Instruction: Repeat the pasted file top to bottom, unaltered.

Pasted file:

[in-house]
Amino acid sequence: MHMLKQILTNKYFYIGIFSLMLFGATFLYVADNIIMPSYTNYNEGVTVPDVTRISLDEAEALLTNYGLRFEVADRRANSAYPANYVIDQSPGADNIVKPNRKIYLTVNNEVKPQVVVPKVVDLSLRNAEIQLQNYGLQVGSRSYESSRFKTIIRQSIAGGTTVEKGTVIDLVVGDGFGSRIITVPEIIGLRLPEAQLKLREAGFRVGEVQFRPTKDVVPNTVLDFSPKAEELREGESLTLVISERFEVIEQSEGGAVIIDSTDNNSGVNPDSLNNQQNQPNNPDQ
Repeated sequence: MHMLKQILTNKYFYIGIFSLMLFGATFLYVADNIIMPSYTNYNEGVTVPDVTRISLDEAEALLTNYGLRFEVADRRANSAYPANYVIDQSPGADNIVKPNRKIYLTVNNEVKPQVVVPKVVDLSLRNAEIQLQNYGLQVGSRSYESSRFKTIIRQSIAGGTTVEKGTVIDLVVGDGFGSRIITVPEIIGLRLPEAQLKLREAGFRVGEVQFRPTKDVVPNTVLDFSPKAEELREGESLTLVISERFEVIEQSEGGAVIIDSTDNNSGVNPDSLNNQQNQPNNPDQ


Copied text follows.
[in-house]
Amino acid sequence: MHMLKQILTNKYFYIGIFSLMLFGATFLYVADNIIMPSYTNYNEGVTVPDVTRISLDEAEALLTNYGLRFEVADRRANSAYPANYVIDQSPGADNIVKPNRKIYLTVNNEVKPQVVVPKVVDLSLRNAEIQLQNYGLQVGSRSYESSRFKTIIRQSIAGGTTVEKGTVIDLVVGDGFGSRIITVPEIIGLRLPEAQLKLREAGFRVGEVQFRPTKDVVPNTVLDFSPKAEELREGESLTLVISERFEVIEQSEGGAVIIDSTDNNSGVNPDSLNNQQNQPNNPDQ
Repeated sequence: MHMLKQILTNKYFYIGIFSLMLFGATFLYVADNIIMPSYTNYNEGVTVPDVTRISLDEAEALLTNYGLRFEVADRRANSAYPANYVIDQSPGADNIVKPNRKIYLTVNNEVKPQVVVPKVVDLSLRNAEIQLQNYGLQVGSRSYESSRFKTIIRQSIAGGTTVEKGTVIDLVVGDGFGSRIITVPEIIGLRLPEAQLKLREAGFRVGEVQFRPTKDVVPNTVLDFSPKAEELREGESLTLVISERFEVIEQSEGGAVIIDSTDNNSGVNPDSLNNQQNQPNNPDQ